Meet Michelle Banks, counsel to Gap Inc.
Published in Corporate Counsel Edition - September 2009 magazine
By Rose Nisker on August 11, 2009
In 1999, at the height of the dot-com boom, Michelle Banks was on the job hunt.
“It seemed like everyone I knew had some lofty general counsel title at a startup with stock options,” says Banks, then 35. “I interviewed at a few Silicon Valley companies and barely understood what their product actually was.”
Not that she wasn’t qualified. Her résumé included several years of business transaction work for Morrison & Foerster, a stint at a prestigious Tokyo trading company and a turn as in-house counsel for the NBA’s Golden State Warriors. All exciting experiences, but she was looking for something more her style.
Then a senior legal position opened up at Gap Inc., San Francisco’s iconic denim dealer. “It was unusual to go with such an old-economy company,” she says. “Now in the downturn, what people refer to as old economy seems cool, but at the time it definitely was not.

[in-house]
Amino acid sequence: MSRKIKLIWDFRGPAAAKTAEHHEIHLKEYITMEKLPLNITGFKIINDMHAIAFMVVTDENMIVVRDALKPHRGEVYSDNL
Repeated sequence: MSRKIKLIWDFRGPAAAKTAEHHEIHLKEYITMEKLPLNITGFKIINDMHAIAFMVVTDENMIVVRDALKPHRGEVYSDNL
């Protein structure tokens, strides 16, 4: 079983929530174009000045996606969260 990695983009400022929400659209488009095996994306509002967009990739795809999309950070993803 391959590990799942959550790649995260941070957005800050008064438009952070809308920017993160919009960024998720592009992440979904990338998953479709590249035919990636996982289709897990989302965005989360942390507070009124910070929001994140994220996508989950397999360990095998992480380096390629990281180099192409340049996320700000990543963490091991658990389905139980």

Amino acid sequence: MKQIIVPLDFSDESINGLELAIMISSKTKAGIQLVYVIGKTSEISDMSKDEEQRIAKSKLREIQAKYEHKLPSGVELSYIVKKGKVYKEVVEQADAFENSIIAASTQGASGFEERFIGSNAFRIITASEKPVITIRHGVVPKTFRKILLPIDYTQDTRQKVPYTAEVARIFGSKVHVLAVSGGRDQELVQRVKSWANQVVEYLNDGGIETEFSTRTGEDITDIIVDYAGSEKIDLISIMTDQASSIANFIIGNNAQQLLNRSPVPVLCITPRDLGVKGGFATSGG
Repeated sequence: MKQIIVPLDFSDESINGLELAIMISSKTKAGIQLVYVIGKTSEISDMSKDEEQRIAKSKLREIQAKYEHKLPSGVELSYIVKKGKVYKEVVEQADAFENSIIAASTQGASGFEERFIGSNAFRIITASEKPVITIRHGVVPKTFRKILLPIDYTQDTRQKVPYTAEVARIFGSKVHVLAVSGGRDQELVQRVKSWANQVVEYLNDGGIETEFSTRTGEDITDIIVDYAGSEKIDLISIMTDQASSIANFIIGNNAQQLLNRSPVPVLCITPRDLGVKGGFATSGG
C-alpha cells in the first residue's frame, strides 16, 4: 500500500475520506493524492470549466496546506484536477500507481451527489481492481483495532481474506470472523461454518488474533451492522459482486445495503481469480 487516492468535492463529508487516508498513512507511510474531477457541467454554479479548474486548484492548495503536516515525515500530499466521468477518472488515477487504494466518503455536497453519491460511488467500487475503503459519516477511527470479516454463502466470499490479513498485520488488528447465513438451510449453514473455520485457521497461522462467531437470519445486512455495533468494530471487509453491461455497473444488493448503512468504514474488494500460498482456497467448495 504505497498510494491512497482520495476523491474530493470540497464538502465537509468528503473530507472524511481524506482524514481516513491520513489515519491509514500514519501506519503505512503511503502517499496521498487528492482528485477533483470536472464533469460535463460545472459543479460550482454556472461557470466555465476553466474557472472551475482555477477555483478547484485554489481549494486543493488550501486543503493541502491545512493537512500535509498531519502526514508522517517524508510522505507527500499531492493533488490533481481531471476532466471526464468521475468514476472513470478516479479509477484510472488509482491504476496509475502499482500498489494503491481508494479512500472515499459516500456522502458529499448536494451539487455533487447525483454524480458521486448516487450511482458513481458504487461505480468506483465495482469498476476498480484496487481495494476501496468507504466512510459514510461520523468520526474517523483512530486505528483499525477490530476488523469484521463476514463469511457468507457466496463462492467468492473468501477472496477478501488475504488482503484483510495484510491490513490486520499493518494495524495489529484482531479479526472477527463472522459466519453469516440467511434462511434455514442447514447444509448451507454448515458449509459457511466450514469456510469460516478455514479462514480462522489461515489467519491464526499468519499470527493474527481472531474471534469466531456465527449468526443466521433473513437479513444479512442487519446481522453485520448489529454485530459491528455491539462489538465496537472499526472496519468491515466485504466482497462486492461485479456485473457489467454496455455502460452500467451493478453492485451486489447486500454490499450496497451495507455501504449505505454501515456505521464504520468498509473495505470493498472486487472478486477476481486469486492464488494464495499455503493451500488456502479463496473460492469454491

“When people asked about my decision, I’d say, ‘Hey, I’m into clothes.’”
Which wasn’t only a justification. “I was always a Gap denim customer,” she continues. “Actually, I don’t think I’ve ever even owned any non-Gap jeans.”
By 2006, she was promoted to senior vice president and general counsel. She now directs 35 in-house attorneys on all legal matters that affect the company’s 3,100 Gap, Banana Republic and Old Navy stores worldwide. Furthermore, she took on a role that was once held by famed San Francisco powerhouse Anne Gust.